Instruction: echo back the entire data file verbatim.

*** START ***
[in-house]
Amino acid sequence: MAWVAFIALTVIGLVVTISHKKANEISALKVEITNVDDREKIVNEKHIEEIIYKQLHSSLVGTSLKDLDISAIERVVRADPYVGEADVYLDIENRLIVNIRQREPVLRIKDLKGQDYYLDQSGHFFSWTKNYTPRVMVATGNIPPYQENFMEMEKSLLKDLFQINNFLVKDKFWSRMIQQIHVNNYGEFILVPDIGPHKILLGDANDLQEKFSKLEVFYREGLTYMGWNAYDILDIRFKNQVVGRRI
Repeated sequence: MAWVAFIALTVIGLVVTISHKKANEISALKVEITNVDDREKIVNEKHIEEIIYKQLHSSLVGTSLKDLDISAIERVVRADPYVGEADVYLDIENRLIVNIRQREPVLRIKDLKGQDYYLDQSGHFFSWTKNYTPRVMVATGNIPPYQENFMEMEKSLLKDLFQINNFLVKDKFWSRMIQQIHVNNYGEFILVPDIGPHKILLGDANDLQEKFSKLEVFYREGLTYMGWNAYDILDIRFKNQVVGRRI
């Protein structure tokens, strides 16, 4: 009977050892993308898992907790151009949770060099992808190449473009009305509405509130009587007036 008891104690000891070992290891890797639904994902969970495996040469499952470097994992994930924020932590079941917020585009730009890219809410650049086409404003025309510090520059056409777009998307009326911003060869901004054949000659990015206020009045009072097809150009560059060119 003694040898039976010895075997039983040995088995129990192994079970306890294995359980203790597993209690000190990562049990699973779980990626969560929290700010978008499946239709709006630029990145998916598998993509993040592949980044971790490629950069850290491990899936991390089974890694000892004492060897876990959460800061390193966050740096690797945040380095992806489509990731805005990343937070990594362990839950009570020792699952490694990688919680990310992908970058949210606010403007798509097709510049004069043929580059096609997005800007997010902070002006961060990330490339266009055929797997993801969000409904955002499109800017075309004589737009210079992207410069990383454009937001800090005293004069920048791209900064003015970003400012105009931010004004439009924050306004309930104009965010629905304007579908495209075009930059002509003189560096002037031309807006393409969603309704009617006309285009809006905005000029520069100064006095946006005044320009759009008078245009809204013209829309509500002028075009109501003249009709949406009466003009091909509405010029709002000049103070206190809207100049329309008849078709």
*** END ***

[in-house]
Amino acid sequence: MAWVAFIALTVIGLVVTISHKKANEISALKVEITNVDDREKIVNEKHIEEIIYKQLHSSLVGTSLKDLDISAIERVVRADPYVGEADVYLDIENRLIVNIRQREPVLRIKDLKGQDYYLDQSGHFFSWTKNYTPRVMVATGNIPPYQENFMEMEKSLLKDLFQINNFLVKDKFWSRMIQQIHVNNYGEFILVPDIGPHKILLGDANDLQEKFSKLEVFYREGLTYMGWNAYDILDIRFKNQVVGRRI
Repeated sequence: MAWVAFIALTVIGLVVTISHKKANEISALKVEITNVDDREKIVNEKHIEEIIYKQLHSSLVGTSLKDLDISAIERVVRADPYVGEADVYLDIENRLIVNIRQREPVLRIKDLKGQDYYLDQSGHFFSWTKNYTPRVMVATGNIPPYQENFMEMEKSLLKDLFQINNFLVKDKFWSRMIQQIHVNNYGEFILVPDIGPHKILLGDANDLQEKFSKLEVFYREGLTYMGWNAYDILDIRFKNQVVGRRI
């Protein structure tokens, strides 16, 4: 009977050892993308898992907790151009949770060099992808190449473009009305509405509130009587007036 008891104690000891070992290891890797639904994902969970495996040469499952470097994992994930924020932590079941917020585009730009890219809410650049086409404003025309510090520059056409777009998307009326911003060869901004054949000659990015206020009045009072097809150009560059060119 003694040898039976010895075997039983040995088995129990192994079970306890294995359980203790597993209690000190990562049990699973779980990626969560929290700010978008499946239709709006630029990145998916598998993509993040592949980044971790490629950069850290491990899936991390089974890694000892004492060897876990959460800061390193966050740096690797945040380095992806489509990731805005990343937070990594362990839950009570020792699952490694990688919680990310992908970058949210606010403007798509097709510049004069043929580059096609997005800007997010902070002006961060990330490339266009055929797997993801969000409904955002499109800017075309004589737009210079992207410069990383454009937001800090005293004069920048791209900064003015970003400012105009931010004004439009924050306004309930104009965010629905304007579908495209075009930059002509003189560096002037031309807006393409969603309704009617006309285009809006905005000029520069100064006095946006005044320009759009008078245009809204013209829309509500002028075009109501003249009709949406009466003009091909509405010029709002000049103070206190809207100049329309008849078709």